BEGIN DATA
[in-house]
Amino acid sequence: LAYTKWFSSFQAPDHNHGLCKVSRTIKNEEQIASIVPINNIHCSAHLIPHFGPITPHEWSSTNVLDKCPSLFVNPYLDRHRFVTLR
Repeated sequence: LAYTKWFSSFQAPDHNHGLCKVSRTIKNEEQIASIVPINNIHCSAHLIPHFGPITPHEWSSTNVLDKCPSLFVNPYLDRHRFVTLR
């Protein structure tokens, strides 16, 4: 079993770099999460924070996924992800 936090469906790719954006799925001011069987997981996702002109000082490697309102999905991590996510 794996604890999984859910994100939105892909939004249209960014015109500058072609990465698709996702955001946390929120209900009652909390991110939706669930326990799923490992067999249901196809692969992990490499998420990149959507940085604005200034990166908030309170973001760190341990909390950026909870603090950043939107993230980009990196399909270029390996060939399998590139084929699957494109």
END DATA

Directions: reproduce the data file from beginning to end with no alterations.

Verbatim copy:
[in-house]
Amino acid sequence: LAYTKWFSSFQAPDHNHGLCKVSRTIKNEEQIASIVPINNIHCSAHLIPHFGPITPHEWSSTNVLDKCPSLFVNPYLDRHRFVTLR
Repeated sequence: LAYTKWFSSFQAPDHNHGLCKVSRTIKNEEQIASIVPINNIHCSAHLIPHFGPITPHEWSSTNVLDKCPSLFVNPYLDRHRFVTLR
């Protein structure tokens, strides 16, 4: 079993770099999460924070996924992800 936090469906790719954006799925001011069987997981996702002109000082490697309102999905991590996510 794996604890999984859910994100939105892909939004249209960014015109500058072609990465698709996702955001946390929120209900009652909390991110939706669930326990799923490992067999249901196809692969992990490499998420990149959507940085604005200034990166908030309170973001760190341990909390950026909870603090950043939107993230980009990196399909270029390996060939399998590139084929699957494109």